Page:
Ronald Stenkamp
Ronald Stenkamp
Professor of Biochemistry
Professor of Biological Structure
BA 1970, University of Oregon
MS 1971, University of Washington
PhD 1975, University of Washington
Off.: K440A
Ph.: 206.685.1721
Fax: 206.543.1524


  • Proposal Review Panel, SSRL, 2002-present
  • Member, American Crystallographic Association
  • Member, American Chemical Society
  • Member, American Association for the Advancement of Science
  • U.S. National Committee for Crystallography, 2002-2007
  • Newsletter Editor, American Crystallographic Association, 1994-2001


The focus in my group is on the application of X-ray crystallographic techniques to determine the three-dimensional structures of biologically interesting macromolecules. Understanding the arrangements of atoms in molecules is useful for asking questions about their chemistry and function.

We are interested in a range of proteins and collaborate extensively with investigators whose emphasis is on the chemistry and biology of the molecules. Here’s a partial list of structure determinations currently underway in my lab.

Rhodopsin. This G protein-coupled receptor is the photo-active molecule in the visual system. In response to light, it initiates a signaling cascade that results in signals being sent to the brain. We have solved the ground-state structure as well as a photo-activated form of the protein. We are also pursuing studies of rhodopsin in complex with its protein ligands. This work is being done in collaboration with Kris Palczewski at Case-Western Reserve University.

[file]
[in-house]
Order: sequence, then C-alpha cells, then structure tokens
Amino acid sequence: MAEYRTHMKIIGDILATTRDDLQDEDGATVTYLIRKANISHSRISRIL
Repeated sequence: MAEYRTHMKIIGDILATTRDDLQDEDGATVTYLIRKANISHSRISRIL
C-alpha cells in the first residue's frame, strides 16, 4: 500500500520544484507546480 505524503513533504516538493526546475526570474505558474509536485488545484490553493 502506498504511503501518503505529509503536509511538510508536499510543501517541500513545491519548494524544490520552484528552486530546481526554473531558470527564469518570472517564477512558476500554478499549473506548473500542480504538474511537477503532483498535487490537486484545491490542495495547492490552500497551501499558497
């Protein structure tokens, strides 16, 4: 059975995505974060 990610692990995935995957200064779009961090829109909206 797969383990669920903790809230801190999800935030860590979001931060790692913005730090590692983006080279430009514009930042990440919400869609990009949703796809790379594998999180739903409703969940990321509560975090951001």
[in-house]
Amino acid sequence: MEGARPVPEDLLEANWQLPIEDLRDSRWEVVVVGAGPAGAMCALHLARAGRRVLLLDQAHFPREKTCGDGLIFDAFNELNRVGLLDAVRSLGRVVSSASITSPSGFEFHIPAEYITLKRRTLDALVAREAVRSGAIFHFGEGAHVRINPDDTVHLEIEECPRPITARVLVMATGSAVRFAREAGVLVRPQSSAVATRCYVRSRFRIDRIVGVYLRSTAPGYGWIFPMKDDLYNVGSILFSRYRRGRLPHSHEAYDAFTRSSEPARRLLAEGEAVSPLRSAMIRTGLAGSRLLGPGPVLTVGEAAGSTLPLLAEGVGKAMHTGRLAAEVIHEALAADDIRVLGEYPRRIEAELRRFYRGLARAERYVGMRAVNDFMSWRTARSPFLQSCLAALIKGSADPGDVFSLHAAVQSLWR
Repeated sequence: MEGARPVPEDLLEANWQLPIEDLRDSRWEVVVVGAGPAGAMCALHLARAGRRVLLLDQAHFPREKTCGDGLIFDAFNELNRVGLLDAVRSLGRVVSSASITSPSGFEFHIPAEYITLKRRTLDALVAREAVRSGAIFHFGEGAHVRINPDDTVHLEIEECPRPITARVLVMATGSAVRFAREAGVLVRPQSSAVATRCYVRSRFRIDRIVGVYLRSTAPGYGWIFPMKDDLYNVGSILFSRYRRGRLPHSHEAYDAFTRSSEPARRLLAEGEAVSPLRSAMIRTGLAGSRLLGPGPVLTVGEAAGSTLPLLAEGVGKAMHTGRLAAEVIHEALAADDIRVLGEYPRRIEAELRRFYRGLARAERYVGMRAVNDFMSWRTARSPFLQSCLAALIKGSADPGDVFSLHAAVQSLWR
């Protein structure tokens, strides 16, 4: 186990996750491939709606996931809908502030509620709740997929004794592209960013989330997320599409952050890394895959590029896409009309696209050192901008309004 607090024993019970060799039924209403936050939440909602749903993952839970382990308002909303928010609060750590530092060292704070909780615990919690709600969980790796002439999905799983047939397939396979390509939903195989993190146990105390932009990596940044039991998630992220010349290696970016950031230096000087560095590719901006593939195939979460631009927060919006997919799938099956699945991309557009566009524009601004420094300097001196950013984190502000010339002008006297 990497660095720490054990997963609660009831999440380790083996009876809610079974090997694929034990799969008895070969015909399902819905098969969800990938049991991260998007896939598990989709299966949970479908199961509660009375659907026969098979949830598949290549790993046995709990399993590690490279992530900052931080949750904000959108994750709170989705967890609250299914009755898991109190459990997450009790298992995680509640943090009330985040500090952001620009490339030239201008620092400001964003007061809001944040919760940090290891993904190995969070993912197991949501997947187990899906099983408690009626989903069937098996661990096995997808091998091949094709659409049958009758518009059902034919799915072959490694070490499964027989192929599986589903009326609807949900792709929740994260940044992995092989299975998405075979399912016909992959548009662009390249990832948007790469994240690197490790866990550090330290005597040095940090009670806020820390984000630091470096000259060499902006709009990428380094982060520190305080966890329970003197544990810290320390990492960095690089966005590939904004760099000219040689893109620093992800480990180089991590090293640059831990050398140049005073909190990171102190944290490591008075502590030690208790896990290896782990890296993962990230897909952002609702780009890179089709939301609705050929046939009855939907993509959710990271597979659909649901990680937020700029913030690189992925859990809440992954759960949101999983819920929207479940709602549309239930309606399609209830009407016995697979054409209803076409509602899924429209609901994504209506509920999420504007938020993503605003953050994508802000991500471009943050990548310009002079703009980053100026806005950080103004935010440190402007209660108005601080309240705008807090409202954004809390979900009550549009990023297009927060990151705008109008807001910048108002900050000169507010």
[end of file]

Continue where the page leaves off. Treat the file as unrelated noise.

Streptavidin. Biotin binds very strongly to streptavidin, and we want to understand the intermolecular interactions involved. In collaboration with Pat Stayton (Univ. of Washington) and Terry Lybrand (Vanderbilt Univ.), we are applying biophysical, computational and crystallographic methods to understand how the protein recognizes its small molecule ligands.

In addition to these two major projects, we are also collaborating with other University of Washington faculty on molecular structures of importance for their functional studies. We currently have projects underway with Rachel Klevit (Biochemistry), Bill Parson (Biochemistry), Steve Libby (Laboratory Medicine), Steve Moseley (Microbiology), Evgeni Sokurenko (Microbiology), Bill Atkins (Medicinal Chemistry), and Rheem Totah (Medicinal Chemistry).

For additional information, please link to my laboratory’s home page.


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